Ontario’s new 2-per-cent tax on people who earn more than $500,000 a year is a punishment for those who show enterprise. It is a slap at those who create jobs, and wealth.
It didn’t have to happen, and might not have, but for Tim Hudak, whose simplistic approach to being Opposition Leader during a time of minority government left the New Democratic Party and its Leader, Andrea Horwath, in the driver’s seat. The NDP wishes to be seen making the rich pay, no matter how counterproductive it is to do so in a society that wishes to promote innovation and entrepreneurship.
Although the first budget of the new McGuinty government was in some respects laudably conservative (perhaps even more conservative than the budget brought in the same week by the Conservatives in Ottawa), Mr. Hudak immediately announced, in a pre-scripted burst of opposition, that he could not support it under any circumstances. There was nothing he would ask for – short of his entire election platform being implemented.
His political calculations are not difficult to read. He did not wish to be seen working with the McGuinty government. He would prefer that the Liberals be forced into bed with a left-wing party – indeed, Mr. McGuinty has already described the pairing as a “happy marriage” – and pay the electoral price, some day, for having done so.
This is not a constructive approach to being in opposition during a minority government. It hands disproportionate power to the New Democrats. An election now would be a disaster for Ontario. The province has major financial problems to address, and just came out of an election. And not a single party, including Mr. Hudak’s Progressive Conservatives, wants an election or can afford to pay for one.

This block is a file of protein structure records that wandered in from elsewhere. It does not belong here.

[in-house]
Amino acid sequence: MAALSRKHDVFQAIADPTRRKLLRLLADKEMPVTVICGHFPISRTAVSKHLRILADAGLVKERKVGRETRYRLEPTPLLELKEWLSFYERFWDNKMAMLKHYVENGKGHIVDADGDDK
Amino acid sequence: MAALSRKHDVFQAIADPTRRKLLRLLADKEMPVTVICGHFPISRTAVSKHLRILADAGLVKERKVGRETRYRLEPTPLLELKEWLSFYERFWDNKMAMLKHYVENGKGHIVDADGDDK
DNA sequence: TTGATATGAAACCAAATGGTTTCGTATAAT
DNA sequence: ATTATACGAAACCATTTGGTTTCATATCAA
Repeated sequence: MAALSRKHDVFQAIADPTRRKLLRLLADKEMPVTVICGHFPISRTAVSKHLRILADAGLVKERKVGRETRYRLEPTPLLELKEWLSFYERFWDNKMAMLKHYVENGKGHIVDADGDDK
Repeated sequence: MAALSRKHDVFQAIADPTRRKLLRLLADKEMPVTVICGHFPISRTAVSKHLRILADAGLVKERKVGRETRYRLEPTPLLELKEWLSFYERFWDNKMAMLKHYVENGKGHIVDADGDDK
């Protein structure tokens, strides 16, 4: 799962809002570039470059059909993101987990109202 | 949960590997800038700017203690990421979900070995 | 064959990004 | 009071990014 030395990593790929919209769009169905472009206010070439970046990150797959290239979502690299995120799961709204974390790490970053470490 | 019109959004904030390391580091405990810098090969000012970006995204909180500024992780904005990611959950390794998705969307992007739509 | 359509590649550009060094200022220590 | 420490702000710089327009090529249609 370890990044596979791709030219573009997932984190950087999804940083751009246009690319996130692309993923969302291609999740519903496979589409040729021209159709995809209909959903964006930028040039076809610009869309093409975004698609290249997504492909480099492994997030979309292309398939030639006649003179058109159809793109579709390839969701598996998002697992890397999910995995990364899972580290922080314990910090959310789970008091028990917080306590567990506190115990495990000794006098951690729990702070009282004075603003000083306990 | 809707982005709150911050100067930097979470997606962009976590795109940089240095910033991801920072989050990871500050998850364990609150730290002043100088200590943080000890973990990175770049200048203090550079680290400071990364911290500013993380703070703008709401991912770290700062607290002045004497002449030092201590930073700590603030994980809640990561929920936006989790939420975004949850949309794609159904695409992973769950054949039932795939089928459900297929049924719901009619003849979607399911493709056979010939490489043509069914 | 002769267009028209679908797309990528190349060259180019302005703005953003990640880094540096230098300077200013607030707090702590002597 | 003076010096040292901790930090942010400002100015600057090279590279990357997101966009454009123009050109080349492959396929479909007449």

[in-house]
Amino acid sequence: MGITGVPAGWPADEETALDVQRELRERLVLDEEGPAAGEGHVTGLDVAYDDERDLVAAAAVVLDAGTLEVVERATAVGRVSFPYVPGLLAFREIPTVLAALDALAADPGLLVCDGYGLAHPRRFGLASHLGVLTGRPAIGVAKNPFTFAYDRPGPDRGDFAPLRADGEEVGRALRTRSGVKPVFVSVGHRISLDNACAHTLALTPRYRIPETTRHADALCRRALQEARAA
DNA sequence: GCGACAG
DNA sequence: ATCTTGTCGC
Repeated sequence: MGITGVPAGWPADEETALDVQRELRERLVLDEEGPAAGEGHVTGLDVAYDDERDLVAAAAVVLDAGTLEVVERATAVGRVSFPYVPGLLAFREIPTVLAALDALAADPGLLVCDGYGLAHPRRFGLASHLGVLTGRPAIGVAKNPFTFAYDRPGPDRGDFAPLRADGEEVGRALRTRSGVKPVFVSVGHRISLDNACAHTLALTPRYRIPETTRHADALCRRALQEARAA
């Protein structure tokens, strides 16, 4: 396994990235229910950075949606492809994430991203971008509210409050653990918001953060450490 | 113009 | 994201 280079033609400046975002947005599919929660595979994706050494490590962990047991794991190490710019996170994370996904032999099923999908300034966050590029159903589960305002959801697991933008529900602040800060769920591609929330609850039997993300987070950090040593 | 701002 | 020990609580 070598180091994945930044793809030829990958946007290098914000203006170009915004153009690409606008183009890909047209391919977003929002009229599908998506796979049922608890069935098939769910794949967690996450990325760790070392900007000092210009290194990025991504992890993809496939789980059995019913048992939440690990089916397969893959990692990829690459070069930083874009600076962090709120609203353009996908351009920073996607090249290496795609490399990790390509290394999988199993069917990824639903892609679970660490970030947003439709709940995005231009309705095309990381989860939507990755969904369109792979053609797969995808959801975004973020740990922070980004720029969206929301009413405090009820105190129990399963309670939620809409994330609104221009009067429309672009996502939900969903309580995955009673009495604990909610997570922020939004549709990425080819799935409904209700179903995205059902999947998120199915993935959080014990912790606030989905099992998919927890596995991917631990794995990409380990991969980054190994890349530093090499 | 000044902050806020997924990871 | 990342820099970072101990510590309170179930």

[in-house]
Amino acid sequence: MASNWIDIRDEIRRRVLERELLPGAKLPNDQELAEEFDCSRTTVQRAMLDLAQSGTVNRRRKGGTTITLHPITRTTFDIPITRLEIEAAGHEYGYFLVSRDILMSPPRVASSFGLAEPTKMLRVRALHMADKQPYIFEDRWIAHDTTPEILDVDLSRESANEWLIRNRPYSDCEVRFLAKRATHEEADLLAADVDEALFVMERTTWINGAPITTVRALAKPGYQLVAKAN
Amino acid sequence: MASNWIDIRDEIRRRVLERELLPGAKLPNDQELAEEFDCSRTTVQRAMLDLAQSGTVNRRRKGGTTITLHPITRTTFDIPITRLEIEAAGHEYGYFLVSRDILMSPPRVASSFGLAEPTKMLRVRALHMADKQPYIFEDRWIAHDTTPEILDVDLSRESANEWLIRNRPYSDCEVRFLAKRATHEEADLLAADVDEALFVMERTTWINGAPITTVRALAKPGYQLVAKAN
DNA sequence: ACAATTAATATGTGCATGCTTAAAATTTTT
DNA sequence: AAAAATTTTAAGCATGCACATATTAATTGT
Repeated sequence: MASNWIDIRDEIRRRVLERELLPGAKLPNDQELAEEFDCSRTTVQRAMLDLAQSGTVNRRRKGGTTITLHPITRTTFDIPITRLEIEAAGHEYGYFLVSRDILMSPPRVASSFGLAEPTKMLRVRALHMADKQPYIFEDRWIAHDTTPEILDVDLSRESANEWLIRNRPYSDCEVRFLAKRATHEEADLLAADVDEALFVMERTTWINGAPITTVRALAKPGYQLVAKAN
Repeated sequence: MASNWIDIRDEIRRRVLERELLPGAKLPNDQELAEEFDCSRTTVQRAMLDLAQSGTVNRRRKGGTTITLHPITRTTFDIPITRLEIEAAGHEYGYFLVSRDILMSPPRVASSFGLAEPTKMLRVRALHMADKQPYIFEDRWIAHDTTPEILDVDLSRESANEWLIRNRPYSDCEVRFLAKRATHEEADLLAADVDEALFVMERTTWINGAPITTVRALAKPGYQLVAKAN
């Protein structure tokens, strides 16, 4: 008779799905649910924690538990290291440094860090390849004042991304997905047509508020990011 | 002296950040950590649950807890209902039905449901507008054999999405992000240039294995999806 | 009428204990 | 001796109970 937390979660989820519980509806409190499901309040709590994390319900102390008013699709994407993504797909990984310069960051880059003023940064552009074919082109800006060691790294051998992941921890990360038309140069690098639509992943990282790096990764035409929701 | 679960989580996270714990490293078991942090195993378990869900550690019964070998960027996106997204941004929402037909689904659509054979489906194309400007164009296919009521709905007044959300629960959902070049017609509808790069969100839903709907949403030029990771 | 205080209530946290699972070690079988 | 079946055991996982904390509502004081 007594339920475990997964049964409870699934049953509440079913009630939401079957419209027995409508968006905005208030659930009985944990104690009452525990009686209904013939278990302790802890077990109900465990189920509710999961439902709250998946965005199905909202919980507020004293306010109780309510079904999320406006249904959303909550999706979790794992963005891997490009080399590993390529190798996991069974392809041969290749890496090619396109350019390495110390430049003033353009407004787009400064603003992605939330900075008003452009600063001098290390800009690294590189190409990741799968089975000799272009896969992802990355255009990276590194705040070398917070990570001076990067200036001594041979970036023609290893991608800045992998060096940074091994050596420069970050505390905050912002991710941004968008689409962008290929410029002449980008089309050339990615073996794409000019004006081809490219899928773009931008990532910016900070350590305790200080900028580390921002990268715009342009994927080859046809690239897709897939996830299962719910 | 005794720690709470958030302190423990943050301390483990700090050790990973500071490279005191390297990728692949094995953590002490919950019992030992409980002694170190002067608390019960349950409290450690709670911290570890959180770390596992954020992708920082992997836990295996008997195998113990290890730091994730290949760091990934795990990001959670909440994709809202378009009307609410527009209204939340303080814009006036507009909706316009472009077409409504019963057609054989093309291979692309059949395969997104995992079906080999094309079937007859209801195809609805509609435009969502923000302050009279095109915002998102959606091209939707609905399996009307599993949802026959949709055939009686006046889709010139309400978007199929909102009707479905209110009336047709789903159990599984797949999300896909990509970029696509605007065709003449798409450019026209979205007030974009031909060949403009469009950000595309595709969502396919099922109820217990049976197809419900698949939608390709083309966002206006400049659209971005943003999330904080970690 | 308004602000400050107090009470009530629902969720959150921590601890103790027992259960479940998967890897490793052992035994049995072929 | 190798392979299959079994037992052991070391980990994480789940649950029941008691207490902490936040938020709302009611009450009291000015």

Mr. Hudak could have said, “We think this is a dangerously flawed budget, and we have some proposals to fix those flaws, in the interests of Ontarians. We’re prepared to put the interests of the province first.” His party would have taken centre stage. If it felt, for instance, that the Liberals’ stand on pay for doctors, teachers and civil servants was not severe enough, it could have pushed for more restraint. The NDP might have been shunted off to the side. The Liberals might not have accepted the New Democrat proposal of a 2-per-cent tax on high-income earners if Mr. Hudak had given it an option.
This kind of narrow, political self-interest annoys and angers voters. When political calculation seems divorced from the public interest, what sort of politics is that? Why not – gasp! – try to work together?
Ontario Finance Minister Dwight Duncan calls the tax the “NDP tax bracket,” and Ms. Horwath calls it the “fairness tax.” But really, it should be called the Hudak Tax, in honour of the man who helped bring it about.